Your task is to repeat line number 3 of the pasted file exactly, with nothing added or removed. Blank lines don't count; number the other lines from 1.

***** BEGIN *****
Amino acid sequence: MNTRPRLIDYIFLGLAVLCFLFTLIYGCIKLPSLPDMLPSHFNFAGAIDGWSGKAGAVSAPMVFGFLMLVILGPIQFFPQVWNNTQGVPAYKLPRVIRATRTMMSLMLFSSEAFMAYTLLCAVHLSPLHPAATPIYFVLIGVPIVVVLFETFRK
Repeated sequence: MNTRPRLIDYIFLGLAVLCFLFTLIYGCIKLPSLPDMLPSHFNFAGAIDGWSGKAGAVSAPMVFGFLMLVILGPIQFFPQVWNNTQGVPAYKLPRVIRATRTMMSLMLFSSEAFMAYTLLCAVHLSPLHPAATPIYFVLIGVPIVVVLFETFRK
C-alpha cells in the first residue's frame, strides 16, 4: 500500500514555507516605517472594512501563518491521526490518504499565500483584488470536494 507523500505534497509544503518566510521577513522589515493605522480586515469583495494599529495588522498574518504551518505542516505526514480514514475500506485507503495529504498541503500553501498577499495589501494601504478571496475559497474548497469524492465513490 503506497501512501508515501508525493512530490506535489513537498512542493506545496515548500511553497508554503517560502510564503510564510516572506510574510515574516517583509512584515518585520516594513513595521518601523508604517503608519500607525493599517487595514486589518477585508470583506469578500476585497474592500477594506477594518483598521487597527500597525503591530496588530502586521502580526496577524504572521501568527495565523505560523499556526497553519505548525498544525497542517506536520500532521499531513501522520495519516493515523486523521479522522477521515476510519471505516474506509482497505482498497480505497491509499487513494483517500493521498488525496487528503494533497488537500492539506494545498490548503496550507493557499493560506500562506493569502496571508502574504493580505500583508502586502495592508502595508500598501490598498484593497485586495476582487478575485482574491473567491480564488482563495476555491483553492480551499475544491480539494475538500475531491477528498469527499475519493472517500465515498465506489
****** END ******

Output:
C-alpha cells in the first residue's frame, strides 16, 4: 500500500514555507516605517472594512501563518491521526490518504499565500483584488470536494 507523500505534497509544503518566510521577513522589515493605522480586515469583495494599529495588522498574518504551518505542516505526514480514514475500506485507503495529504498541503500553501498577499495589501494601504478571496475559497474548497469524492465513490 503506497501512501508515501508525493512530490506535489513537498512542493506545496515548500511553497508554503517560502510564503510564510516572506510574510515574516517583509512584515518585520516594513513595521518601523508604517503608519500607525493599517487595514486589518477585508470583506469578500476585497474592500477594506477594518483598521487597527500597525503591530496588530502586521502580526496577524504572521501568527495565523505560523499556526497553519505548525498544525497542517506536520500532521499531513501522520495519516493515523486523521479522522477521515476510519471505516474506509482497505482498497480505497491509499487513494483517500493521498488525496487528503494533497488537500492539506494545498490548503496550507493557499493560506500562506493569502496571508502574504493580505500583508502586502495592508502595508500598501490598498484593497485586495476582487478575485482574491473567491480564488482563495476555491483553492480551499475544491480539494475538500475531491477528498469527499475519493472517500465515498465506489